by Cath Barton
When the phone rang I knew it would be Dad. He just couldn’t get it into his head that I didn’t appreciate being interrupted in the middle of The Archers.
“But you’re always complaining that it’s rubbish”, he says. To which I reply that this is not the point and will he kindly not do it. But he still does, ‘cos he’s my dad.
“Hello, son,” he starts, “I’m going to book a trip to the moon.”
I ask him if he’s having a laugh, and couldn’t he think of a better reason to ring me, especially as The Archers is on just now.
“Oh, sorry Son, you’re right. Thing is, this is such a good offer. I read about it in The Mirror. The first five people to book get it cheap.”
I am That Far from saying something really rude. Instead I take a deep breath and lean over at the same time to turn off the radio.
“So, Dad,” I say, “tell me, even assuming you win the pools and you’ve got the money, how you’re going to get to the moon when you have enough trouble getting down the road for your paper of a morning?”
He tells me that for the price they’re charging they must be going to collect people from their homes, and I say okay, what is that price?
And so it continues and there’s a bit of me looking down from the ceiling at me on the phone to the old buffer having this ridiculous conversation when I could be listening to The Archers. Or, frankly, doing something really useful with my time like getting down to The Fox and Feathers for a pint or several to help me pluck up the courage to ask June next door out to the pictures.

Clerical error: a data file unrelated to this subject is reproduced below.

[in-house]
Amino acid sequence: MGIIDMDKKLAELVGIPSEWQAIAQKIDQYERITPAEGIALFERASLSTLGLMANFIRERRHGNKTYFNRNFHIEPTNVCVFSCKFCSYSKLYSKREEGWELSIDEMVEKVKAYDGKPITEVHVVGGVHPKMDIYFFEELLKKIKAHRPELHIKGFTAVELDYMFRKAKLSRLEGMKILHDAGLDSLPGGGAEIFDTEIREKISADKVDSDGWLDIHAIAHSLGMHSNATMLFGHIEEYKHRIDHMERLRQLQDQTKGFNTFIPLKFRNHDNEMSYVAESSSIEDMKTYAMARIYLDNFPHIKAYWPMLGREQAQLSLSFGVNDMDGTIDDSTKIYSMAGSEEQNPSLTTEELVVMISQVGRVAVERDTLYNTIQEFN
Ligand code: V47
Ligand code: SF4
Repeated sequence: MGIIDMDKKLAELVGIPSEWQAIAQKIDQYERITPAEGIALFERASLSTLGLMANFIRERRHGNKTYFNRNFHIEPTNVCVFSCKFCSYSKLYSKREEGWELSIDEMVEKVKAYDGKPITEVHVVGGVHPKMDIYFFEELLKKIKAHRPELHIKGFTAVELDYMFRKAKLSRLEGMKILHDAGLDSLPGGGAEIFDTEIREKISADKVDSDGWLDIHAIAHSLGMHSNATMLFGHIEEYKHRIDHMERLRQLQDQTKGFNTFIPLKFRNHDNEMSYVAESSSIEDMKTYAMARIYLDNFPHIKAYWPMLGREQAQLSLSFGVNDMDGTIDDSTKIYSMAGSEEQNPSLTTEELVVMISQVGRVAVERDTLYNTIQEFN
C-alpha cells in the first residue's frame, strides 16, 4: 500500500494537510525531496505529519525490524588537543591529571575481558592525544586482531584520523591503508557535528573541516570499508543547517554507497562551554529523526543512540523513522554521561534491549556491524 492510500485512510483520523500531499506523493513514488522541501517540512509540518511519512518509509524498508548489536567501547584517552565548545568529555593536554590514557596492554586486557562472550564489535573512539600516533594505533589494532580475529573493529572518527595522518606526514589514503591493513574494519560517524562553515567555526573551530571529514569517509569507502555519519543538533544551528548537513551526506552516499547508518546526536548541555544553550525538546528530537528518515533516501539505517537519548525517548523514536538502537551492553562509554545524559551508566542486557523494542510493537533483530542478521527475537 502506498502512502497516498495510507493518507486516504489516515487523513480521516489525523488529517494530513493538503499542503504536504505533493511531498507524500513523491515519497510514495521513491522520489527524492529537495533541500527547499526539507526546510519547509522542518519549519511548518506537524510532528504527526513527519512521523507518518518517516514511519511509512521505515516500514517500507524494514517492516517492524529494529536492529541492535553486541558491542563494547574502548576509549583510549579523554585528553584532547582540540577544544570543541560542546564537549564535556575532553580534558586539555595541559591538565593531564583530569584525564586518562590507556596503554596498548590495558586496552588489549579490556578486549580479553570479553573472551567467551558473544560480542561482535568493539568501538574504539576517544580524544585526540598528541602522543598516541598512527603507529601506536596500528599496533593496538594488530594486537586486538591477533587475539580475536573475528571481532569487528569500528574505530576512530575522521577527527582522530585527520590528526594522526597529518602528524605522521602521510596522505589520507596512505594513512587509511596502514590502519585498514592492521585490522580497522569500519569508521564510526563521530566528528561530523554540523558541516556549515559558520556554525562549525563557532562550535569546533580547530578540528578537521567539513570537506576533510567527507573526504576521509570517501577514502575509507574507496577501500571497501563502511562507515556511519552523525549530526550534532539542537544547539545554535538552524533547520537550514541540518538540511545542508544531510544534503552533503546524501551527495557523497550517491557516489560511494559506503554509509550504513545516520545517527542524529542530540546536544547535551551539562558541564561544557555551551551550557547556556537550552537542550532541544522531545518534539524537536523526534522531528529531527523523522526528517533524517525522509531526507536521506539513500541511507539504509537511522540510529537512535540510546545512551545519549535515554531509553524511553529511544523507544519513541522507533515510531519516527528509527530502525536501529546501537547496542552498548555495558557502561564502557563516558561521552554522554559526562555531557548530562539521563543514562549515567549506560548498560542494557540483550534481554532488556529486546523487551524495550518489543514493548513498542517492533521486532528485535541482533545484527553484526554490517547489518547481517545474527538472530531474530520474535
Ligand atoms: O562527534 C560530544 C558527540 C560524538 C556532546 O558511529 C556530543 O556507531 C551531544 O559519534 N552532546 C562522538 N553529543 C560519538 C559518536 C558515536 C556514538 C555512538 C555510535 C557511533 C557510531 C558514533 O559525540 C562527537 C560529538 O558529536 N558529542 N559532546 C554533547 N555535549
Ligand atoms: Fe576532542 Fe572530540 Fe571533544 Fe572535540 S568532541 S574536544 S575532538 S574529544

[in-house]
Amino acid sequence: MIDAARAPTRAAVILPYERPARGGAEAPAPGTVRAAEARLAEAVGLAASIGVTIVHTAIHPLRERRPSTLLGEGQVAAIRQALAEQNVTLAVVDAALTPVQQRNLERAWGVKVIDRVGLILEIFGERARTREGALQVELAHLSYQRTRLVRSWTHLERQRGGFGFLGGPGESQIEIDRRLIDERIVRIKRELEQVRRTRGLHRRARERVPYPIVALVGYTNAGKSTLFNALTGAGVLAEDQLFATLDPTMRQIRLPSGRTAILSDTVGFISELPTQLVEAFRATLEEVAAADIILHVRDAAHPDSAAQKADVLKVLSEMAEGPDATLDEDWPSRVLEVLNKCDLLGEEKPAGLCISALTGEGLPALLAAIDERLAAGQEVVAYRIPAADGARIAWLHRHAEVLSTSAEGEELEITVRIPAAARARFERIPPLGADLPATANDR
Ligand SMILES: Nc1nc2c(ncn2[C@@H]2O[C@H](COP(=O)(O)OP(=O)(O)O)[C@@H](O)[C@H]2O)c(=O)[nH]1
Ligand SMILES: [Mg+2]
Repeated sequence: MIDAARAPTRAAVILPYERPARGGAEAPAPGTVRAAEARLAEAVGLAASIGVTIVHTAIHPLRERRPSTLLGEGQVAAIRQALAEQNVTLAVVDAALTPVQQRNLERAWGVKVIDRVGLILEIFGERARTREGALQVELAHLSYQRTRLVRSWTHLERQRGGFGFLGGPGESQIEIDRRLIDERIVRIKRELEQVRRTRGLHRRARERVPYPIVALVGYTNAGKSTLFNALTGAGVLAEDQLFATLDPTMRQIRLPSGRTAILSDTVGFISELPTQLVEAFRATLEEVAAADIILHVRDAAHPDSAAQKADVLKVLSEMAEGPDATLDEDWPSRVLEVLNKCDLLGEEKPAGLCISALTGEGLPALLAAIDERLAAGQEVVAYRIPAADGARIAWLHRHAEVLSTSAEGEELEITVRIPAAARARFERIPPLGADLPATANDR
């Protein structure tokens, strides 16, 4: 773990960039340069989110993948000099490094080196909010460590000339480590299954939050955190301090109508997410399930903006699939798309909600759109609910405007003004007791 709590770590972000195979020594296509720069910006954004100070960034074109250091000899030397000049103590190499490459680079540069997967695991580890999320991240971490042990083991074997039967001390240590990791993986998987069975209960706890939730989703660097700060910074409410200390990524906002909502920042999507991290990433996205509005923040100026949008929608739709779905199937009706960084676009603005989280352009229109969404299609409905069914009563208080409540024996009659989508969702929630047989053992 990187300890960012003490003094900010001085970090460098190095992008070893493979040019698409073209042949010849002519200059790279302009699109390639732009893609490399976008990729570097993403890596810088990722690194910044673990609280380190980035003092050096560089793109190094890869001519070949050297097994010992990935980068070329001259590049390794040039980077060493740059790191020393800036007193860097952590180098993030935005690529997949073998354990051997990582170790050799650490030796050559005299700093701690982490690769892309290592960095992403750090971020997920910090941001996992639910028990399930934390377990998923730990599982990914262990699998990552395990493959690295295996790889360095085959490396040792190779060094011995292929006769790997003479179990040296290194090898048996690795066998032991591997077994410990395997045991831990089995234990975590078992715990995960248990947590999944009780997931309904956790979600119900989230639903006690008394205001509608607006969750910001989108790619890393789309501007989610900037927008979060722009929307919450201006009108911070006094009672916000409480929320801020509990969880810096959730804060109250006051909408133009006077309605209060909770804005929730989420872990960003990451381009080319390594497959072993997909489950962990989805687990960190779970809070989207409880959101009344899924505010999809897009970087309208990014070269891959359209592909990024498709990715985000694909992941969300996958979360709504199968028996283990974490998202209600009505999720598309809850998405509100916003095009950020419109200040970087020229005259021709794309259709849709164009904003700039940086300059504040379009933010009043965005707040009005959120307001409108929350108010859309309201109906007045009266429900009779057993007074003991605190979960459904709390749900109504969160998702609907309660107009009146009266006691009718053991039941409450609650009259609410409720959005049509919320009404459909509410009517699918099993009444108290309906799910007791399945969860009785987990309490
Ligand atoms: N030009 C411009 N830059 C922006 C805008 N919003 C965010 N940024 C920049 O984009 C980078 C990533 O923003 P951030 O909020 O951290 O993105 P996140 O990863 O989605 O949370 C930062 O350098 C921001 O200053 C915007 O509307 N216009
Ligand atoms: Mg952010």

And that bit of me on the ceiling wonders whether this is going on up and down the land: fathers telephoning their sons about some bit of stuff and nonsense; mothers doing the same to daughters; sisters to brothers. None of them knowing what really matters to the other, or asking. Just chuntering on about stuff. This bit of me is getting all philosophical, which is worrying, so I literally pull myself together and tell Dad that he’d better count what he’s got in his piggy bank and that I’ve got to get back to The Archers.
I put the phone down and snap the radio back on. The Archers’ theme tune is just finishing. I say some rude words very loudly and then I have this enormous brainwave. June next door gets The Mirror. I think I’ll go and ask her if I can take a look at that piece about trips to the moon. Tell her Dad wants to go. She’ll laugh at that. We’ll laugh together and then, casual as anything, I’ll ask her out!
Cath Barton was once a fan of The Archers, but then the stories got a bit too ludicrous for her liking.